Diagnosis and Treatment
With early detection and
proper treatment, skin cancer is highly curable. The average cure
rate when detected and treated in the early stages is 95%. Even
melanoma, the most deadly form of skin cancer, when limited to the
outermost layers of the skin yields a 95% cure rate.
How Skin Cancer Diagnosed
A person’s ability to recognize the signs of skin cancer and perform
regular self-examinations are key to early detection. Any time skin
cancer is suspected, the lesion should be examined by a
Dermatologists detect skin cancer through a visual examination of
the skin and mucous membranes. If malignancy (cancer) is suspected,
a biopsy will be performed. This involves numbing the area and
removing the lesion, or part of it, for microscopic examination. A
biopsy is the only way to definitely tell if skin cancer is present.
Since a skin biopsy is generally a quick and simple procedure, it is
usually performed in a dermatologist’s office or outpatient setting.
The type of biopsy performed depends on the type of skin cancer
suspected, where on the body the tumor lies, and the tumor’s size.
The different types of biopsy procedures used include:
Excisional biopsy – The entire tumor
along with a margin of tissue that is not a visible part of the
tumor is removed. An excisional biopsy is the preferred method for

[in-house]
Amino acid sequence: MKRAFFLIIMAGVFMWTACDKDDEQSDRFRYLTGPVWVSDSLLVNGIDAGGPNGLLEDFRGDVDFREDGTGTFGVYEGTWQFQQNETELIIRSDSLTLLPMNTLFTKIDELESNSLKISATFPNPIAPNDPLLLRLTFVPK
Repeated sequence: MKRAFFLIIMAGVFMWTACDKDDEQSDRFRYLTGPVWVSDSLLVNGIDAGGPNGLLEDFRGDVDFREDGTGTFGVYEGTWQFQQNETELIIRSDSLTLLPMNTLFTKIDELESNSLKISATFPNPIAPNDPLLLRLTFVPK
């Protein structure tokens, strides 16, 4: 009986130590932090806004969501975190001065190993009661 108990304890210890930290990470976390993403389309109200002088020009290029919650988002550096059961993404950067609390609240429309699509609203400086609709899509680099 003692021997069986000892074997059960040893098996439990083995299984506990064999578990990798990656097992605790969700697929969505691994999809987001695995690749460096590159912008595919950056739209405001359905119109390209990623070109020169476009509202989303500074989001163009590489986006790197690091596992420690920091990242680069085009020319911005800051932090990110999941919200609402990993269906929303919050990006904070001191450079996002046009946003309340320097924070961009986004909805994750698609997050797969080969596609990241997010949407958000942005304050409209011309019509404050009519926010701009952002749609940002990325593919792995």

removing lesions suspected to be melanoma.
Incisional biopsy – A portion of the
lesion is removed during an incisional biopsy, which is usually
performed when the lesion is large. A scalpel; a hollow, circular
scalpel-like instrument called a “punch” (punch biopsy); or a razor
(shave biopsy) is used to remove the sample.
The removed sample is examined under a
microscope to determine if cancer cells are present and if so which
kind. If an excisional biopsy was performed, the physician examining
the sample also should be able to determine how deeply the cancer
has penetrated the skin.
Frequently, the removed sample is sent to a laboratory to be
examined by a dermatopathologist, a medical doctor trained in both
dermatology and pathology, who uses this expertise to
microscopically examine tissue in order to diagnose skin conditions.
Dermatopathologists provide expertise in diagnosing difficult cases.
In addition to removing the tumor or part of it, the dermatologist
also will ask the patient some questions, which usually include when
the lesion first appeared, symptoms, and the patient’s history of
If the biopsy reveals skin cancer, your dermatologist will discuss
treatment options. Treatment for skin cancer varies according to the
type, location, extent, aggressiveness of the cancer, and the
patient's general health.
The goals of treatment for skin cancer are to remove all of the
cancer, reduce the chance of recurrence, preserve healthy skin
tissue, and minimize scarring after surgery.
content solely developed by the American Academy of Dermatology
More than half of
all diagnosed melanomas are first identified by the